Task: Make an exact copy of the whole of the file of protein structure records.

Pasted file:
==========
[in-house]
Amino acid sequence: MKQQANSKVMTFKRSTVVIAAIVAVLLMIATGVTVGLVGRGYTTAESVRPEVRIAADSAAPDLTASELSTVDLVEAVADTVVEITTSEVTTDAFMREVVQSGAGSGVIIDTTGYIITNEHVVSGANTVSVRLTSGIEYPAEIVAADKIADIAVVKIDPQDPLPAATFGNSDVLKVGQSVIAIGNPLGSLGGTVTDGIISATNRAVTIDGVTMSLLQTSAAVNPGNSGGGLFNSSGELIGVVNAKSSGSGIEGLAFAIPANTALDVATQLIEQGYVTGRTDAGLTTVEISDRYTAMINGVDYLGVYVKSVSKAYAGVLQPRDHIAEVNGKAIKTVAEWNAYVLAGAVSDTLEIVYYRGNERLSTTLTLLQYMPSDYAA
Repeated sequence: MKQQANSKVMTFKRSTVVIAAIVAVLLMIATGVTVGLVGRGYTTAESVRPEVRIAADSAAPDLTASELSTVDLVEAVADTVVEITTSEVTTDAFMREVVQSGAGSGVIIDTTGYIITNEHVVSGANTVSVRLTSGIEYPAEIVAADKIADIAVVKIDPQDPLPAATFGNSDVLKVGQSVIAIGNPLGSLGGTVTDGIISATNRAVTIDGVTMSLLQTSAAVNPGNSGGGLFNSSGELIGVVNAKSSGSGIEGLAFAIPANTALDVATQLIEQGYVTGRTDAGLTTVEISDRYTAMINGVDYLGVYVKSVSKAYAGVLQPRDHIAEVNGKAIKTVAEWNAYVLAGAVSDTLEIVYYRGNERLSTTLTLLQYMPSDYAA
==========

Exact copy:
[in-house]
Amino acid sequence: MKQQANSKVMTFKRSTVVIAAIVAVLLMIATGVTVGLVGRGYTTAESVRPEVRIAADSAAPDLTASELSTVDLVEAVADTVVEITTSEVTTDAFMREVVQSGAGSGVIIDTTGYIITNEHVVSGANTVSVRLTSGIEYPAEIVAADKIADIAVVKIDPQDPLPAATFGNSDVLKVGQSVIAIGNPLGSLGGTVTDGIISATNRAVTIDGVTMSLLQTSAAVNPGNSGGGLFNSSGELIGVVNAKSSGSGIEGLAFAIPANTALDVATQLIEQGYVTGRTDAGLTTVEISDRYTAMINGVDYLGVYVKSVSKAYAGVLQPRDHIAEVNGKAIKTVAEWNAYVLAGAVSDTLEIVYYRGNERLSTTLTLLQYMPSDYAA
Repeated sequence: MKQQANSKVMTFKRSTVVIAAIVAVLLMIATGVTVGLVGRGYTTAESVRPEVRIAADSAAPDLTASELSTVDLVEAVADTVVEITTSEVTTDAFMREVVQSGAGSGVIIDTTGYIITNEHVVSGANTVSVRLTSGIEYPAEIVAADKIADIAVVKIDPQDPLPAATFGNSDVLKVGQSVIAIGNPLGSLGGTVTDGIISATNRAVTIDGVTMSLLQTSAAVNPGNSGGGLFNSSGELIGVVNAKSSGSGIEGLAFAIPANTALDVATQLIEQGYVTGRTDAGLTTVEISDRYTAMINGVDYLGVYVKSVSKAYAGVLQPRDHIAEVNGKAIKTVAEWNAYVLAGAVSDTLEIVYYRGNERLSTTLTLLQYMPSDYAA